I’m going to assume that you watched the George Michael documentary that aired on Channel 4 this week with this post.
If you did, I’m sure that, like me, you found it very moving and inspirational.
After it finished, I found myself listening to his Greatest Hits album until the wee small hours, whilst uploading his entire back catalogue onto my iPod.
However, whilst it was mentioned, and a clip featured, and although the doc gives it some (very sad) context, time should have been made to include all of this incredible, flawless, force of nature rehearsal (which I’ve posted before, and which I’m not going to apologise for repeating myself now):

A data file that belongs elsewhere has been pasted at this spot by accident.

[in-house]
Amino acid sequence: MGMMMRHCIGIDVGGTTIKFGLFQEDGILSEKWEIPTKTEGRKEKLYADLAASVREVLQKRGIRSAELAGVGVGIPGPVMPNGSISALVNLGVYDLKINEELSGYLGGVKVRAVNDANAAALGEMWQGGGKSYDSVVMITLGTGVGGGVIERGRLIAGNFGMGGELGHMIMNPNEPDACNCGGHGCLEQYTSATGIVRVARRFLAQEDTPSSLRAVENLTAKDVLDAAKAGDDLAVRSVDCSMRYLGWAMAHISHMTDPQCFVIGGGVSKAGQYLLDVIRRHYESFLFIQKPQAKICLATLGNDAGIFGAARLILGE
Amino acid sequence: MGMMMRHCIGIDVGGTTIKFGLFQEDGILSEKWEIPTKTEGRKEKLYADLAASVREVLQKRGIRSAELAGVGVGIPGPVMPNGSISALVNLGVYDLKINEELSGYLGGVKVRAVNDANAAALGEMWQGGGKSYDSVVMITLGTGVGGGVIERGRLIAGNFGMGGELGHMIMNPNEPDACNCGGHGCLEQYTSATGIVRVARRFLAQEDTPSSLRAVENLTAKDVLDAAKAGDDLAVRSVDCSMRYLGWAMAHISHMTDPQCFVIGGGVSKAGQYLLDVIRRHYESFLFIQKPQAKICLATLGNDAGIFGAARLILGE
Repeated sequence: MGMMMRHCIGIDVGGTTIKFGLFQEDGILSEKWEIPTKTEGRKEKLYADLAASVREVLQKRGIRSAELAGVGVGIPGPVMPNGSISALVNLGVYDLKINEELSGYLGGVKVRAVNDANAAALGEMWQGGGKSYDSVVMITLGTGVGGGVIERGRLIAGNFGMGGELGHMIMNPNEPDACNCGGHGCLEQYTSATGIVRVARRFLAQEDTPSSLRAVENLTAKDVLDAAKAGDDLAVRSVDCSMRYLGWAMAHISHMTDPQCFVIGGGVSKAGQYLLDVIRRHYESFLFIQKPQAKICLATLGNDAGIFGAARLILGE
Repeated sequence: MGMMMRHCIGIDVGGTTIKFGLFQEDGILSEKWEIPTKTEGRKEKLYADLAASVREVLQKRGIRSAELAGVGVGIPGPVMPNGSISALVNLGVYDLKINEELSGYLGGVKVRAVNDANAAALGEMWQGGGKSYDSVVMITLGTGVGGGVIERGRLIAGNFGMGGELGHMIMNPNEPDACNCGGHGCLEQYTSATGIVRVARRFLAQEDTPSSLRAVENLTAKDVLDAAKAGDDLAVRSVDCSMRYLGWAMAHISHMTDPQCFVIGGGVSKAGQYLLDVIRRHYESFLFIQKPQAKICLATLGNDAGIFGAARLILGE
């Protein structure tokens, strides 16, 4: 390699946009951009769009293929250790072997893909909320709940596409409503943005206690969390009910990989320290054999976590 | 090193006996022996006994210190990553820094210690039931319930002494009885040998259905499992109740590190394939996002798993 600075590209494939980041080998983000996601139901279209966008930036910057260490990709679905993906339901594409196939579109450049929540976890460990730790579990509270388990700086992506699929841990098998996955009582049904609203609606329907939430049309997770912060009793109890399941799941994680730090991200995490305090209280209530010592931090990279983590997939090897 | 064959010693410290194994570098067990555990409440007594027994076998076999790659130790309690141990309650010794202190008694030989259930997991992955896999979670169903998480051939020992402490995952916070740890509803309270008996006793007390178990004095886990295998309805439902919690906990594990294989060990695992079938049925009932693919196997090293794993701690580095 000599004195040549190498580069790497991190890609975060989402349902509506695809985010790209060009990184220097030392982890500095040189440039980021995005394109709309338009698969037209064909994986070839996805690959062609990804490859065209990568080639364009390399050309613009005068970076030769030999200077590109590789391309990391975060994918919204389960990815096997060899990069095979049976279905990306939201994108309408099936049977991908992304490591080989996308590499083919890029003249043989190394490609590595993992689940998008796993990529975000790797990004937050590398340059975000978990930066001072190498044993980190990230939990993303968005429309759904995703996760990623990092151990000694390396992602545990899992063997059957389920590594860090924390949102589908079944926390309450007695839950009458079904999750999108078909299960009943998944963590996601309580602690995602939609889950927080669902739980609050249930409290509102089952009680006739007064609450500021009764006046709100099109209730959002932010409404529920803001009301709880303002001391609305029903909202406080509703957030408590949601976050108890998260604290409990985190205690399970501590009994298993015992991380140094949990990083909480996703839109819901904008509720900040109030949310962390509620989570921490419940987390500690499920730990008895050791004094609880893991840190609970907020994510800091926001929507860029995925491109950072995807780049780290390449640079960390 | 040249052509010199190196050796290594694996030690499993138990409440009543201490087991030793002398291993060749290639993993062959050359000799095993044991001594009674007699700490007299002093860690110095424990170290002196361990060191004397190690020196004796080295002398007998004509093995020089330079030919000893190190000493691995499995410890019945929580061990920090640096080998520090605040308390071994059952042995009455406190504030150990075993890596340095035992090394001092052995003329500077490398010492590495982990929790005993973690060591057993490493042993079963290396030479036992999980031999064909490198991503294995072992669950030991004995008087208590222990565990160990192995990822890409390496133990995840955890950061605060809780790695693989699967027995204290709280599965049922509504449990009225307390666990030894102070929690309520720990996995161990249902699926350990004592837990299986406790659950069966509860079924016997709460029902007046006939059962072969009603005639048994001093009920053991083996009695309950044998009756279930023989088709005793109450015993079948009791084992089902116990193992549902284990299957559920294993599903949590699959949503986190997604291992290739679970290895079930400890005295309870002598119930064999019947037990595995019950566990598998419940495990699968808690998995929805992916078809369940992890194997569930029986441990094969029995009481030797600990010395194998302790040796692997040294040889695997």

George Michael & Queen – Somebody to Love (Rehearsal 1992)
A reminder: that was him rehearsing.
“Re-issue! Re-package! Re-package!
Re-evaluate the songs
Double-pack with a photograph
Extra track (and a tacky badge)”
Part of me wants to disapprove of the latest reissued, remastered version of The Smiths’ The Queen is Dead.
But I really can’t.
Listening to the 3 discs (1: the album remastered, 2: demos and “previously unheard” material, 3: Live in Boston, much better than “Rank”) is like falling in love with the band all over again.
I think they missed a trick by leaving the brass – yes, the brass – off of the final version of “Never Had Nobody Ever” though:
The Smiths – Never Had No One Ever (Demo)
Ordinarily, I’d not endorse something like this, but, frankly (Mr Shankly) this is a must own for fans.